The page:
Their scheme was successful. When confronted with the insanely jealous words of Raymond Cameron, even the most suspicious person had to admit that Brian Cameron’s greatest crime was indiscretion. In September 2388, the High Councilors nominated Brian as Director-General of the Terran Hegemony. Though he won by only a slim majority, Brian Cameron became the new leader.

During his 15 years in office, Director-General Brian Cameron made two important contributions to the Hegemony, the first immediately after his accession. During his mother’s reign, he had served as Ambassador to the Draconis Combine. Even though the Kurita realm was in a relatively peaceful period under the lukewarm rule of Nihongi Kurita, Brian could not abide their martial philosophy. He knew that once the gentle Nihongi was gone, the belligerent Kurita blood would reassert itself. In preparation for renewed future tensions between the Hegemony and the Combine, Director Brian announced a major boost in military revenues in 2391.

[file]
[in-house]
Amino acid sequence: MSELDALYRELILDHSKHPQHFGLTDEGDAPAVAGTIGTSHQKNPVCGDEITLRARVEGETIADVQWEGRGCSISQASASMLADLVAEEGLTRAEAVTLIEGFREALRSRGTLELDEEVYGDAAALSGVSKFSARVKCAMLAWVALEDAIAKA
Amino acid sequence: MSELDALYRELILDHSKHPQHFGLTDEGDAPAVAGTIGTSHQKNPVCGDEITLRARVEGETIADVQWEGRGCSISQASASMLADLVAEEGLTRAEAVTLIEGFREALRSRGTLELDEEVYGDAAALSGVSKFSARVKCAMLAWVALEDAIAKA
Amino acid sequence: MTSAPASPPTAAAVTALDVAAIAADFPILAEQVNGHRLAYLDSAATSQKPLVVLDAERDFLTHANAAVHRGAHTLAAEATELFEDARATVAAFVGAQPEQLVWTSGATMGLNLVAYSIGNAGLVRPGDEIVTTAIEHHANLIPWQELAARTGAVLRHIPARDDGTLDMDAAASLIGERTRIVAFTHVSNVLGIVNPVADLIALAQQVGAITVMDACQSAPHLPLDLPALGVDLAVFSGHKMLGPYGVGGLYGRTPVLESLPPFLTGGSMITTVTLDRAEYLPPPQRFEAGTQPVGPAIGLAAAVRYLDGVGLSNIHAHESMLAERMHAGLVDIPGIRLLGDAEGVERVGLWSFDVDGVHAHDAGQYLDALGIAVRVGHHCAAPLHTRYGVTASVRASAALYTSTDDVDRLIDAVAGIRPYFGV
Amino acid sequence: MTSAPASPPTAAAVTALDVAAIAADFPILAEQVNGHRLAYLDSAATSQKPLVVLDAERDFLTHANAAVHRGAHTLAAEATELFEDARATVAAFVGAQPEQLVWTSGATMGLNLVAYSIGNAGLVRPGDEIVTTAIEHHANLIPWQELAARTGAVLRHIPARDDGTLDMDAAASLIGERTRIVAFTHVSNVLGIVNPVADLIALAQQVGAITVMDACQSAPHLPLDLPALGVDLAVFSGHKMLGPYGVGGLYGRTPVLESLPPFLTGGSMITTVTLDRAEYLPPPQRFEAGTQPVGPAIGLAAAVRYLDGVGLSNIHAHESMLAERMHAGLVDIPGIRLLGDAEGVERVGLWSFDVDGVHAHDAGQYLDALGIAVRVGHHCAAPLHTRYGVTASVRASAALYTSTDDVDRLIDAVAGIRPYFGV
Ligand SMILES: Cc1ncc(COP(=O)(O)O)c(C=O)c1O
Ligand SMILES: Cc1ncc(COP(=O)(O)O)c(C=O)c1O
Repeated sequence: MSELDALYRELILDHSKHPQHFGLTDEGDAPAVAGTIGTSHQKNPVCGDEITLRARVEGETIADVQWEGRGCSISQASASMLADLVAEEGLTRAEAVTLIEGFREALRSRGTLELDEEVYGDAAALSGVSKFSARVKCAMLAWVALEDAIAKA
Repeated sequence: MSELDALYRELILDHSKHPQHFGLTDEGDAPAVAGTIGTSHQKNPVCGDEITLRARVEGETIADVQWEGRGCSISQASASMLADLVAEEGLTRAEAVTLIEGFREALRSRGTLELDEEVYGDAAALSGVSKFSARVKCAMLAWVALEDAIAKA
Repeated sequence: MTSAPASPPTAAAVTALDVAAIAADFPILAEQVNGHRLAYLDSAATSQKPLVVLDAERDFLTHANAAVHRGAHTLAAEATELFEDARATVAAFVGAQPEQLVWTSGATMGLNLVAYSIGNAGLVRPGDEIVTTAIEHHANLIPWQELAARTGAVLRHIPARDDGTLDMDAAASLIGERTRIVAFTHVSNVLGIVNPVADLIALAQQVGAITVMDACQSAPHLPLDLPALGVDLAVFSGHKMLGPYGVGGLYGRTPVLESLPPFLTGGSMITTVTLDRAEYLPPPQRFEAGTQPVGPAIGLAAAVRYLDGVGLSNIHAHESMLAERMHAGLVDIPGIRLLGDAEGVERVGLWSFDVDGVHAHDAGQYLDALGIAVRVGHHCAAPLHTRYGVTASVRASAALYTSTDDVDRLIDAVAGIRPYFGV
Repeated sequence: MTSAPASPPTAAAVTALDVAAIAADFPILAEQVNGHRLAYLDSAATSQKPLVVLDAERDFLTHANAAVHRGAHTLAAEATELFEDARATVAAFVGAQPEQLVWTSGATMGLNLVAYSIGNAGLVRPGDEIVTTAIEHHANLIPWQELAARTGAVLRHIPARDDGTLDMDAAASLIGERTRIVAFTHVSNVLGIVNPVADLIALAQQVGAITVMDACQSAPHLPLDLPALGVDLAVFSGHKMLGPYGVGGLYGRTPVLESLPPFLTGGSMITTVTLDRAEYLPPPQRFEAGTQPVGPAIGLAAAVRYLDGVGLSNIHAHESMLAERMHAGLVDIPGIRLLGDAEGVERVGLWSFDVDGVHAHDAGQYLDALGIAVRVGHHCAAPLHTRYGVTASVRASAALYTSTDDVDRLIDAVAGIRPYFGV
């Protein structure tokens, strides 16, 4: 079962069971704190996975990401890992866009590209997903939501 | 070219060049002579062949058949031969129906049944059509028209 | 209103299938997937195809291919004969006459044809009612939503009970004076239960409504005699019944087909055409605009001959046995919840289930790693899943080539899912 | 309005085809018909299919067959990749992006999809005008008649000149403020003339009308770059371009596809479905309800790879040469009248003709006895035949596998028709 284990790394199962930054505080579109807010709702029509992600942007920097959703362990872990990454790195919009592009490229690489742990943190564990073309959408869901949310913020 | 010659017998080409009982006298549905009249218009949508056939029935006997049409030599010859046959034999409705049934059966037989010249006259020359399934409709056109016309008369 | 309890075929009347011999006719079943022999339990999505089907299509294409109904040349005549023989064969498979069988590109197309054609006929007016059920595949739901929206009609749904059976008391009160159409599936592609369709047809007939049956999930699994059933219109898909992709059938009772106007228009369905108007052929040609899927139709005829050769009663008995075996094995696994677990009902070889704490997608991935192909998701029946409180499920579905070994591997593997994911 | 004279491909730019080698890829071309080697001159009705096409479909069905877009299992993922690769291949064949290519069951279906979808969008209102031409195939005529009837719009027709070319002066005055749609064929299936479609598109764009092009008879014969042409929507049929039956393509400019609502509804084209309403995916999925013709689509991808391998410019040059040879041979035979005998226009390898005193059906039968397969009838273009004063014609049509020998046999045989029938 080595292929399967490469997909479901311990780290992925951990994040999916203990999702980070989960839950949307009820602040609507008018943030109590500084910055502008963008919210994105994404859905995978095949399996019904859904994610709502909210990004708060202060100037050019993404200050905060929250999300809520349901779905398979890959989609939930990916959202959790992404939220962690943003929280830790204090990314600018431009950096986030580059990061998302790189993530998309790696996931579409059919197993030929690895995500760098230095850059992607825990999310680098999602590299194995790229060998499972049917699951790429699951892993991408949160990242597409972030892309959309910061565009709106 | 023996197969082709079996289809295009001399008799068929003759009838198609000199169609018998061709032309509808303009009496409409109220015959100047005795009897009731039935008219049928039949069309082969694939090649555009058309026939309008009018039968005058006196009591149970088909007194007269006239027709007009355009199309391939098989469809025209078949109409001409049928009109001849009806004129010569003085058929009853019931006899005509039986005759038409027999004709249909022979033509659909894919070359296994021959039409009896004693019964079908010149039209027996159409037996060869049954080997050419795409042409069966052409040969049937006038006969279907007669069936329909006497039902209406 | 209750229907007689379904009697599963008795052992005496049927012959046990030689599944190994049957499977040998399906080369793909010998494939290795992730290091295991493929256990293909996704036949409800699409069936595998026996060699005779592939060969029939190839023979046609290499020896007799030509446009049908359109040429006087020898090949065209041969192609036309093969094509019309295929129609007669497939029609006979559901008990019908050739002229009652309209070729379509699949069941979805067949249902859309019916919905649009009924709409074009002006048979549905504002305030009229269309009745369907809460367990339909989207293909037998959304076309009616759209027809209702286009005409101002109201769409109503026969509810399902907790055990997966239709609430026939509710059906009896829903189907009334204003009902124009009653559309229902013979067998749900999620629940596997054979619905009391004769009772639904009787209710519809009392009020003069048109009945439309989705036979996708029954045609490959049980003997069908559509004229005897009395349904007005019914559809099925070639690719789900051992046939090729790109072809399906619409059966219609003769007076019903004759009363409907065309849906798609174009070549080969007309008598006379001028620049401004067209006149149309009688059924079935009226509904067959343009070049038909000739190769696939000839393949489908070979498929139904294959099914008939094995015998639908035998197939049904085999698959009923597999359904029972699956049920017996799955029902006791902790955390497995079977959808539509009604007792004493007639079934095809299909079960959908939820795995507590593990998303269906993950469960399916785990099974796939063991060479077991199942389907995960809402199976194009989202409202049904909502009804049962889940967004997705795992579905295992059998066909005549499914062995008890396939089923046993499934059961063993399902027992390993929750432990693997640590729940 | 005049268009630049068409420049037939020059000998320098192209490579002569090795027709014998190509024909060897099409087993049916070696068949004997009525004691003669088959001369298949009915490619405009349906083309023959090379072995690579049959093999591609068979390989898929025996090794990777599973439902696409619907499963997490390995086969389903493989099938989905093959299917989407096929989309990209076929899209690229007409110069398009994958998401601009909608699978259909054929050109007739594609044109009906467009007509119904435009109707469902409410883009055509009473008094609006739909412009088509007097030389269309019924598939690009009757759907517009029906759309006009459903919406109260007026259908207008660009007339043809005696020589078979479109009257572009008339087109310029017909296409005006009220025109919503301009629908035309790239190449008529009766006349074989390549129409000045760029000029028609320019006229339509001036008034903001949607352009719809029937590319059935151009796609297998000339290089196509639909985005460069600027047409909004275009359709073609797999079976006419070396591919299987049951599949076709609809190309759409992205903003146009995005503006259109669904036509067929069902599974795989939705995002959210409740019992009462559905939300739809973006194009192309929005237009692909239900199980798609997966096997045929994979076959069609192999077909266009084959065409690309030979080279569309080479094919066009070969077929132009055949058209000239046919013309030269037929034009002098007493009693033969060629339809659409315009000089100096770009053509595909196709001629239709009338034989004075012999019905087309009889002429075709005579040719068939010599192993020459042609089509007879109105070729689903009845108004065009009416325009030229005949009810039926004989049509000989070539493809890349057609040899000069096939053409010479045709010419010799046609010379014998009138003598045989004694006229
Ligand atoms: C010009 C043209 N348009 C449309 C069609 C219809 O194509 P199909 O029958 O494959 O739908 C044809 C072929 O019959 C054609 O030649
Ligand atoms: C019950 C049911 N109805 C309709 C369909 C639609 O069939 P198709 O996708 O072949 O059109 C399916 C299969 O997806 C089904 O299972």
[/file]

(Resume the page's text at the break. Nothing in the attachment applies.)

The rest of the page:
Much of the new money would go toward the creation of huge military complexes on all worlds bordering the Draconis Combine. These complexes, which became known as Castles Brian, were built not to prevent an enemy from landing on a world, but from actually controlling it. Many of the Castles Brian were constructed in mountains, underground, and even beneath seas. Most had tunnels radiating from a central complex so that enemy attacks could be launched from various locations. The expense was enormous, but no one even questioned Director Brian’s decision. Events in the Inner Sphere made it all too obvious that the backbreaking effort was prudent.

Lord Brian’s second major contribution was the introduction of the Succession Bill of 2392. This bill set forth regulations by which the High Council could choose “the correct candidate for the Directorship,” should a Director die without naming a successor. Though couched in legal finery, the bill in effect introduced hereditary succession. The bill’s working technically allowed for election of a candidate from outside the Cameron family, but the rest of the provisions made that almost impossible.

In 2399, Brian Cameron married Katherine McQuiston and legally claimed Richard Cameron, then eleven years old, as his son.